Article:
4 4 Description of a typical Module Modules are being developed using an approach that involves three steps: Warm-up: Introduces the student to a calculation to familiarize him/her with job commands, visualization tools and gathering results. The modules rely on visualization of chemical properties that are related to physical properties such as electrostatic potentials, molecular orbitals, etc. Playroom: Students are assigned to calculate properties in a series of molecules. The are inquired about what they see and how that relates to a given property (resonance, molecular polarity, etc.). They are also asked to tabulate data (dipole moments, bond lengths, molecular energy, etc.) and correlate these to the properties mapped on the screen. Challenge: Specific questions are posed to rationalize other systems. Students are encouraged to explore these using the software.

5 5 Polarity of Bonds and Molecules Module (A two-part module) Part 1-Polarity of Bonds: To learn how the difference of electronegativity between two atoms influence the polarity of a chemical bond. Warm-up: Student is guided by building, minimizing and visualizing H 2. The following properties are calculated (PM3 level): Dipole moment, bond length, Mulliken atomic charges, electrostatic potential mapped on the electron density. This is what the student sees: Warm-up questions: Record the dipole moment. What does the dipole moment measures? Why is it zero for the H 2 molecule? Record the atomic charges. Should they be equal? Why? Record the H-H Bond length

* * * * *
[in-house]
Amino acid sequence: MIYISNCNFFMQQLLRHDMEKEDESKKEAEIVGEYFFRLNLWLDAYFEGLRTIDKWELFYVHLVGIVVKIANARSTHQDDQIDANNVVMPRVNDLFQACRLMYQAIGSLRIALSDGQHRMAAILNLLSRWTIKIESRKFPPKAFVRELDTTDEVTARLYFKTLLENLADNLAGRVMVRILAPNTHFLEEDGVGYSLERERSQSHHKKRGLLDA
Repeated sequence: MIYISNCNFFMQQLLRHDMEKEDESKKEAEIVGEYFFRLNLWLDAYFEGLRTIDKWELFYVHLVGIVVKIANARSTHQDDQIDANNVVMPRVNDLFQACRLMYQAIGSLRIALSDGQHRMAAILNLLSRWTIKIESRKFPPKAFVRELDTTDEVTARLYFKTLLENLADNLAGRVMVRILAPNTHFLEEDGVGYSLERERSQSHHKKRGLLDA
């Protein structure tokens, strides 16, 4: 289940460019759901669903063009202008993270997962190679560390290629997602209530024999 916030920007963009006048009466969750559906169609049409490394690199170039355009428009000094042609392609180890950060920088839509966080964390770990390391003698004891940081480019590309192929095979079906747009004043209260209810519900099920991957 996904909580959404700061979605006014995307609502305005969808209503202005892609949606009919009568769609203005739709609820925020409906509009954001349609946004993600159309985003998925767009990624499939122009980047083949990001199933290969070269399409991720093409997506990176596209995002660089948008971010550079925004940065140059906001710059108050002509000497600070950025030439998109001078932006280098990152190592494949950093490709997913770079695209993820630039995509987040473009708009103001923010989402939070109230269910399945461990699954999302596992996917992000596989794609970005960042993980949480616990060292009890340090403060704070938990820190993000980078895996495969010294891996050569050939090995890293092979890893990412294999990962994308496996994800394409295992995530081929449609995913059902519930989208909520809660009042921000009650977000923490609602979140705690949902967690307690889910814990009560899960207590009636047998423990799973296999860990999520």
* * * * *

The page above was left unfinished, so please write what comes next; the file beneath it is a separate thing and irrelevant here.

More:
6 6 Playroom: Students are asked to explore HF, HCl, HBr, and HI. This is what students would see: Playroom Questions:  How is the electron density distributed in these different molecules?  Based on your comparison of the electron density distributions, which molecule should have the most polar bond, and which one the least polar? Arrange the molecules in increasing order of polarity. HF HCl HBrHI

7 7 Students are asked to fill in the following table:  What trends do you see in the properties tabulated? Provide reasonable explanations for these trends  What kind of correlations can be made from the properties tabulated and the electron density surfaces? Challenge: Students are challenged to extend their acquired knowledge to other systems or to explain other results:  There seems to be a discrepancy between the experimental and calculated dipole moments. Provide a feasible explanation  What do you expect for the following ions HO -, HN 2 -, HS - ?